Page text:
Short-haul it most certainly is not. Defence giant BAE Systems proudly boasted about the maiden flight of its Phasa-35 drone last week, flagging the prospect of the high-altitude solar-powered craft eventually staying aloft for a year.
Admittedly, its first flight at an Australian test centre was considerably shorter and lower.
“It lasted about an hour,” says Ian Muldowney, engineering director at BAE. “It was about testing that it flew.”
BAE is thinking big about the programme. Although Phasa-35 has a 115ft (35m) wingspan – the same as a Boeing 737 – it weighs just 330lb (150kg). About 10pc of this is payload. It’s never going to hold pilots, even if they could endure its long flights, instead relying on autonomous systems or ground control.
Phasa-35 is not going to set any speed records either. Its solar-powered electric motors drive two propellers that give a cruising speed of just 30 knots once it gets to its operating altitude of 65,000ft (almost 20,000m), which Muldowney says it takes about “two or three days to meander up to”. At night it drops to a lower altitude as there is no sun to power it, climbing back up to altitude when the light returns.
But speed and power are not the point of Phasa-35, the latest of a crop of what are known as “High Altitude Pseudo Satellites” – or HAPS.
Their aim is to provide a semi-permanent high-altitude base which can carry sensors that look down, monitoring vast swathes of ground from their lofty locations on the edge of space and flying above the weather. Another role is to carry communications gear, and act as mobile phone masts in the sky, providing coverage to areas without it. Flying at 65,000ft, a HAPS can cover an area 125 miles (200km) in diameter.
Miniaturisation of electronics means that relatively small payloads are not an issue. Communications kit and sensors that might have weighed tons a decade ago are now far lighter.
“Think of HAPS as satellites without wings,” adds Mr Muldowney.
They’re certainly cheaper than satellites. Nasa reckons it currently costs about $20,000 (£15,400) to launch a single kilogram into space, and that’s before the cost of building a satellite with all its ancillary systems. Budget a couple of hundred million to build a high-end spy satellite that weighs a ton or two.
HAPS offers similar – but not quite as good – capabilities at a lower price but with greater flexibility. Once a satellite is in orbit, it’s up there for good, either in a fixed orbit or able to be repositioned but requiring it to burn up its limited fuel during its average 15-year life.
HAPS can be easily repositioned using effectively free solar power, or landed and reloaded with different payloads for different missions. However, their long climbs to operating heights mean that flights have to be planned, while weather must also be taken into account.
Although they don’t have the endurance of satellites, these lightweight aircraft can significantly outlast manned vehicles. Airbus’s Zephyr – of a similar size to BAE’s vehicle but which first flew more than five years ago – holds the world record for the longest unrefuelled flight, staying aloft for 25 days and nights.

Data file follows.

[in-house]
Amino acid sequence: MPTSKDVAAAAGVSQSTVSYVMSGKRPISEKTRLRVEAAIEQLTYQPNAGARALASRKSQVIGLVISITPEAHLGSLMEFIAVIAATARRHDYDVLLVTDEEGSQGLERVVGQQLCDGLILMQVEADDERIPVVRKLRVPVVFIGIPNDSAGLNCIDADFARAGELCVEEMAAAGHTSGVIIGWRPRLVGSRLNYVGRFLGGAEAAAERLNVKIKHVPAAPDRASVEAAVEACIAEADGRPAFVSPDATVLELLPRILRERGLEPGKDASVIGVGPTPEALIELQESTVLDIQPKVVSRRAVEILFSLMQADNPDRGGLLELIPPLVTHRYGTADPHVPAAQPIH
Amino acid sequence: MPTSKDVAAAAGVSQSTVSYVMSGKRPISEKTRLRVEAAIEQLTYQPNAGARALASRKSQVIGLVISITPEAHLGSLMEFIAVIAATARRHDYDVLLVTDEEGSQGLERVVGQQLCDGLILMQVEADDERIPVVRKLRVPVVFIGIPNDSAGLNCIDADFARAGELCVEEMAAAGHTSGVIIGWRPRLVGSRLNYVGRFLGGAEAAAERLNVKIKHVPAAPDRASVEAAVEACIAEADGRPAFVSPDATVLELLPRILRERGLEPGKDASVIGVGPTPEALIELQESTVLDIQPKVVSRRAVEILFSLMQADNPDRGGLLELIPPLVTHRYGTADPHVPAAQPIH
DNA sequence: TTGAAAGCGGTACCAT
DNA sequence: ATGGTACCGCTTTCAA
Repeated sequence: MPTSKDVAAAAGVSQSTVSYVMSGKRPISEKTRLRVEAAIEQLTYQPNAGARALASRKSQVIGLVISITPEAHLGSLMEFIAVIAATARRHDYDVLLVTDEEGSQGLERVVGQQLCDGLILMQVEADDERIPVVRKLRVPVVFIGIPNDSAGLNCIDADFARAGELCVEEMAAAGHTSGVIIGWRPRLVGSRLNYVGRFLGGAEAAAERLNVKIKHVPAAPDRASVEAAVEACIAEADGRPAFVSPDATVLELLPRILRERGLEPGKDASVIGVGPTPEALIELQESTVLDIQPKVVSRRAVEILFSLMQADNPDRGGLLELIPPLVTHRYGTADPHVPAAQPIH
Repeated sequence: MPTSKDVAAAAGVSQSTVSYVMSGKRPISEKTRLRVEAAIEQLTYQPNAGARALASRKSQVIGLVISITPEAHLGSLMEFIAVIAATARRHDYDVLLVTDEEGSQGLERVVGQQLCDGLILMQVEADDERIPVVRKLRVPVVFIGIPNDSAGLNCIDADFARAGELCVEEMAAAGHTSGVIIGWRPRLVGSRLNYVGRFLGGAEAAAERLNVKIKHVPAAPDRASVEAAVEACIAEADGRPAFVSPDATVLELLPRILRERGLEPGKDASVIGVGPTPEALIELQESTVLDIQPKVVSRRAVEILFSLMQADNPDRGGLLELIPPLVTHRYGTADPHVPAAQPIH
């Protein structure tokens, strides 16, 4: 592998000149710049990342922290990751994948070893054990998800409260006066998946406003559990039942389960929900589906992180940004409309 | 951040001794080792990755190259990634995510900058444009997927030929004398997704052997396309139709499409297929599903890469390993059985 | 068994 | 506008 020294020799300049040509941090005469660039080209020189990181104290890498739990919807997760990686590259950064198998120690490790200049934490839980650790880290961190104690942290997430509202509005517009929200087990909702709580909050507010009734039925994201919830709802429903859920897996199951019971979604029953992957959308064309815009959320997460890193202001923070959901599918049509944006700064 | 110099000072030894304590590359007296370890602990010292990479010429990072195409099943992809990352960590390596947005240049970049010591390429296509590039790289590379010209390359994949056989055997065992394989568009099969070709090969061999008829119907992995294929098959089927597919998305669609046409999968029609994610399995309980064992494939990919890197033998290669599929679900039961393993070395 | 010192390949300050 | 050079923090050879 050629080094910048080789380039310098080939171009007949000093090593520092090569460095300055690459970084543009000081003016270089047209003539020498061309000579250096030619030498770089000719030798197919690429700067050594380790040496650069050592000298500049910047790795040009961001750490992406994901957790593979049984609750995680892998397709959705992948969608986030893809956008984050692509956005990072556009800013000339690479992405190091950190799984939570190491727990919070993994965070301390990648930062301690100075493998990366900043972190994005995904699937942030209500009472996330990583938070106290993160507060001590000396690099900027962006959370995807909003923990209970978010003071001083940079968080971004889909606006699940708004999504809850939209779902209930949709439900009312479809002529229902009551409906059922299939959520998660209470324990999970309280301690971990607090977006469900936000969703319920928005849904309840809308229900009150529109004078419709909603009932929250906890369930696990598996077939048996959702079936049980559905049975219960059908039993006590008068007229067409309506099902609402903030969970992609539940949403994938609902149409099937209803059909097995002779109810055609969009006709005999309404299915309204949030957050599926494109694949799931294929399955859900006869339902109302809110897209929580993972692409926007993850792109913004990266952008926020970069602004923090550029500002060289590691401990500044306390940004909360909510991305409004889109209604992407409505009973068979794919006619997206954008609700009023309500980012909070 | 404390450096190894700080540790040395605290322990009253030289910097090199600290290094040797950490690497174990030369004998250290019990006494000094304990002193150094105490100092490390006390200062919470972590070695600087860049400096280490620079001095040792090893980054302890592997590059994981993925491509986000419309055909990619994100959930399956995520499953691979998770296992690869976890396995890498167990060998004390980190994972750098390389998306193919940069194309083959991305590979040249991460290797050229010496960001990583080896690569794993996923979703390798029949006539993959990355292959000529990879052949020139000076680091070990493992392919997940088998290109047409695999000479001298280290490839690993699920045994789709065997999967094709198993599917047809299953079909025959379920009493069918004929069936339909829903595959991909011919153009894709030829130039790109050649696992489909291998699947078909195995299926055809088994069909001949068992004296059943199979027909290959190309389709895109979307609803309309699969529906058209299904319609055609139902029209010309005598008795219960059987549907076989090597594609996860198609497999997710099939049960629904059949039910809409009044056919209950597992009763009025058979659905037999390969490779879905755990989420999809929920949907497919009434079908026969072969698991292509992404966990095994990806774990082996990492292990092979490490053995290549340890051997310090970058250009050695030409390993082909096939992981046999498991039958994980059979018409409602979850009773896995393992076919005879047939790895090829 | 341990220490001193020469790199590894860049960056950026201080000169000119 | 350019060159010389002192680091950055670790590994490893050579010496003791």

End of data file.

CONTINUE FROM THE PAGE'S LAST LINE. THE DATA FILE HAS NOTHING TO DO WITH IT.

When it comes to cost, Mr Muldowney says he will “sell you a Phasa-35 for a few million, none of the technology in the airframe is classified” once testing and certification is completed in 2022.
“But that’s not the point,” he adds. “We’re looking at offering them to commercial customers who need them for specific purposes.”
This could be for surveying land or crops, mapping or restoring communications in disaster-hit areas. Advances in the capabilities of digital sensors mean that applications for the information they collect are limited only by human imagination.
For military purposes, it is easy to see the attraction. HAPS can be tasked to spy on a region, their altitude meaning they can stay out of the reach of most threats – and even if they are in danger, there’s no risk to human life.
Sir Brian Burridge, chief executive of the Royal Aeronautical Society and a former RAF Air Chief Marshal, adds: “They offer persistent surveillance in a way that you cannot with a conventional aircraft with limited endurance – these are pretty much fire and forget assets.” BAE and Airbus are not alone in pursing the technology. In the commercial sphere Google and Facebook looked into HAPS as a way of offering broadband in remote areas, but have since scaled back their interest. Google is looking at balloon technology, while Facebook wrapped its work into Airbus’s.
Japan’s Softbank is funding US company AeroVironment’s work on a much larger HAPS called Hawk 30. This 255ft wingspan, 10-propeller aircraft is intended to work as a telecommunications hub.
In the US, Boeing is looking at a similar-sized aircraft with a payload of 55lb (25kg), though this has yet to fly.
Sir Brian says that he “can see the attraction of HAPS to the UK and European mind” where military budgets are less able to cope with the costs of satellites than in the US.
Independent aerospace analyst Howard Wheeldon agrees. With China rapidly developing its space capabilities, a dependence on satellites might even become a vulnerability.
“Satellites could be vulnerable and are expensive, time consuming and hard to replace,” he says. “We are much better at realising this than the US.”